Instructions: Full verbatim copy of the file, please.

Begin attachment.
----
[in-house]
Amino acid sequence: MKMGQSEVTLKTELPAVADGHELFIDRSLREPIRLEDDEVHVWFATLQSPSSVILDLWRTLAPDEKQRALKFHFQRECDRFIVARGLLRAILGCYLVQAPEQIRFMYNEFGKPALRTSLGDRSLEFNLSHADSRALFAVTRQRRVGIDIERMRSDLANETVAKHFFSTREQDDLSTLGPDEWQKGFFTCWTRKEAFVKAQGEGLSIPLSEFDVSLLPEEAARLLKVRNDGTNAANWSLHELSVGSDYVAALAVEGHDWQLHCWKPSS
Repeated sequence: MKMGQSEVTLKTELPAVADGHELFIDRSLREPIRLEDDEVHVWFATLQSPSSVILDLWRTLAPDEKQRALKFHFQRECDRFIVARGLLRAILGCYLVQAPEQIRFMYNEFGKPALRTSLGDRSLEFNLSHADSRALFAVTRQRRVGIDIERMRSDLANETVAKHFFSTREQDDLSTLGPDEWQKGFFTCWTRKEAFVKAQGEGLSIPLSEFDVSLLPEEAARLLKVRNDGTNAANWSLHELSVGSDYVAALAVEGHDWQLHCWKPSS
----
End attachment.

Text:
[in-house]
Amino acid sequence: MKMGQSEVTLKTELPAVADGHELFIDRSLREPIRLEDDEVHVWFATLQSPSSVILDLWRTLAPDEKQRALKFHFQRECDRFIVARGLLRAILGCYLVQAPEQIRFMYNEFGKPALRTSLGDRSLEFNLSHADSRALFAVTRQRRVGIDIERMRSDLANETVAKHFFSTREQDDLSTLGPDEWQKGFFTCWTRKEAFVKAQGEGLSIPLSEFDVSLLPEEAARLLKVRNDGTNAANWSLHELSVGSDYVAALAVEGHDWQLHCWKPSS
Repeated sequence: MKMGQSEVTLKTELPAVADGHELFIDRSLREPIRLEDDEVHVWFATLQSPSSVILDLWRTLAPDEKQRALKFHFQRECDRFIVARGLLRAILGCYLVQAPEQIRFMYNEFGKPALRTSLGDRSLEFNLSHADSRALFAVTRQRRVGIDIERMRSDLANETVAKHFFSTREQDDLSTLGPDEWQKGFFTCWTRKEAFVKAQGEGLSIPLSEFDVSLLPEEAARLLKVRNDGTNAANWSLHELSVGSDYVAALAVEGHDWQLHCWKPSS